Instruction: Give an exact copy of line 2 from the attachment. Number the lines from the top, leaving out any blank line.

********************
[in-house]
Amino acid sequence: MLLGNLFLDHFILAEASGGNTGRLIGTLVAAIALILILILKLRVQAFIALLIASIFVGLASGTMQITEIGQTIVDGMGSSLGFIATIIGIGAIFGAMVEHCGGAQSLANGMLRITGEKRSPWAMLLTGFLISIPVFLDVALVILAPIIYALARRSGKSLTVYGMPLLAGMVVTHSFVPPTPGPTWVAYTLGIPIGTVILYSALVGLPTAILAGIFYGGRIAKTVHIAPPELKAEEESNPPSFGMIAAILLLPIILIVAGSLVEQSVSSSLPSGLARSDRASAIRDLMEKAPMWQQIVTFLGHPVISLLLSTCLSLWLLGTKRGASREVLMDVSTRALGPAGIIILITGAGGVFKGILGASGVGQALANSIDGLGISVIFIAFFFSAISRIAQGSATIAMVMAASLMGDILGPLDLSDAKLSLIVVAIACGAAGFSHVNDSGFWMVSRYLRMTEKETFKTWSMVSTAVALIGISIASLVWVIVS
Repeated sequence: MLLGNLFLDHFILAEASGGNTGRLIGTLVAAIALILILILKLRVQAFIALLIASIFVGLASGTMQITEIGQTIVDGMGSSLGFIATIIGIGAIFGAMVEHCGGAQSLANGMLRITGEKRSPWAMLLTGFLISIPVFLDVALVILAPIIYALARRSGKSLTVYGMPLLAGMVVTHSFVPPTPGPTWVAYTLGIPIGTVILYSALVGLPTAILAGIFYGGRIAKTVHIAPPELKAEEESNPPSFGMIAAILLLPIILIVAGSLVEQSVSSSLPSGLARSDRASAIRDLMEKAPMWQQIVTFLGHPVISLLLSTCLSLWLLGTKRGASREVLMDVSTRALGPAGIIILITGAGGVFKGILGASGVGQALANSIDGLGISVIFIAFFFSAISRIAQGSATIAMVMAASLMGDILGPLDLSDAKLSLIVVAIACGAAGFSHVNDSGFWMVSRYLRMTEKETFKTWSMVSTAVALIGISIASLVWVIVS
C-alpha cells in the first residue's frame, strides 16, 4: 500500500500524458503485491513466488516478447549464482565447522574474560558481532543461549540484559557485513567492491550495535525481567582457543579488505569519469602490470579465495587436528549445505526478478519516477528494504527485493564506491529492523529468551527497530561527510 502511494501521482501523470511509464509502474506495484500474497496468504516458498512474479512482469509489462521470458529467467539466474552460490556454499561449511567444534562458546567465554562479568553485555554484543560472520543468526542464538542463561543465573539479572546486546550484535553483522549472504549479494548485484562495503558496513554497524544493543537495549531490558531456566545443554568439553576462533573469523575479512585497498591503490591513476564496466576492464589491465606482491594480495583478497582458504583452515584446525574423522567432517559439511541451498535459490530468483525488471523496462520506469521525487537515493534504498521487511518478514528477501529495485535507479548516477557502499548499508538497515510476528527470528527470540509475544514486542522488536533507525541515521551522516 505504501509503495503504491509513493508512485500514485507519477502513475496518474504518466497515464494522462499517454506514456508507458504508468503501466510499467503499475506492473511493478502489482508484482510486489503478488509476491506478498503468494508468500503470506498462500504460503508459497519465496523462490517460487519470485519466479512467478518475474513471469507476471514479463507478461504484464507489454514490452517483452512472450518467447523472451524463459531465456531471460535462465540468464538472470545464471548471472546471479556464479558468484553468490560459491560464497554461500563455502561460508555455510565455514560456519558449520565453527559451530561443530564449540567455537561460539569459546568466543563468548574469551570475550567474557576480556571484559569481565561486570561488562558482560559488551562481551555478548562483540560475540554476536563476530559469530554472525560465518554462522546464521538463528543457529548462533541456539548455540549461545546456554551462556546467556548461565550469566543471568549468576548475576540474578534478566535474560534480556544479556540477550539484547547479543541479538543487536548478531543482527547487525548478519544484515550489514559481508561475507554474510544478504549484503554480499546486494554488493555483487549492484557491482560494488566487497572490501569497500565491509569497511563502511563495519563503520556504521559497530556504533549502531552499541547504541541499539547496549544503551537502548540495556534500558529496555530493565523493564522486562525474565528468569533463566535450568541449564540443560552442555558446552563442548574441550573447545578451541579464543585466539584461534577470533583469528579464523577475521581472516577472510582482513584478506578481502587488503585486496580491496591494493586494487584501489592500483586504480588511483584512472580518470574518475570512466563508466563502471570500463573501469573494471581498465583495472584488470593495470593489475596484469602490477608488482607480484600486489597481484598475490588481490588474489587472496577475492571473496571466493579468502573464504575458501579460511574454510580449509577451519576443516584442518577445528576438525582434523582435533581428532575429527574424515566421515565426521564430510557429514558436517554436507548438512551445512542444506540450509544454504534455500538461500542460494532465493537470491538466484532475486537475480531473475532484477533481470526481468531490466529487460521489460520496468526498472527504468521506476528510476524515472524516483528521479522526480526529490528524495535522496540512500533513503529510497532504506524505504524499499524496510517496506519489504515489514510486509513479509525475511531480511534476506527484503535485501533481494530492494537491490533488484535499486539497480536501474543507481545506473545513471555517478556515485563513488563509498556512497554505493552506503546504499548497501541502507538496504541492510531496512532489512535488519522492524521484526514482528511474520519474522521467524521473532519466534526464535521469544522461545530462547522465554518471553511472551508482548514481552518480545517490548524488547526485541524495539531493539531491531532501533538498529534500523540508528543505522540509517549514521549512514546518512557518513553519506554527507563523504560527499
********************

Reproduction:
Amino acid sequence: MLLGNLFLDHFILAEASGGNTGRLIGTLVAAIALILILILKLRVQAFIALLIASIFVGLASGTMQITEIGQTIVDGMGSSLGFIATIIGIGAIFGAMVEHCGGAQSLANGMLRITGEKRSPWAMLLTGFLISIPVFLDVALVILAPIIYALARRSGKSLTVYGMPLLAGMVVTHSFVPPTPGPTWVAYTLGIPIGTVILYSALVGLPTAILAGIFYGGRIAKTVHIAPPELKAEEESNPPSFGMIAAILLLPIILIVAGSLVEQSVSSSLPSGLARSDRASAIRDLMEKAPMWQQIVTFLGHPVISLLLSTCLSLWLLGTKRGASREVLMDVSTRALGPAGIIILITGAGGVFKGILGASGVGQALANSIDGLGISVIFIAFFFSAISRIAQGSATIAMVMAASLMGDILGPLDLSDAKLSLIVVAIACGAAGFSHVNDSGFWMVSRYLRMTEKETFKTWSMVSTAVALIGISIASLVWVIVS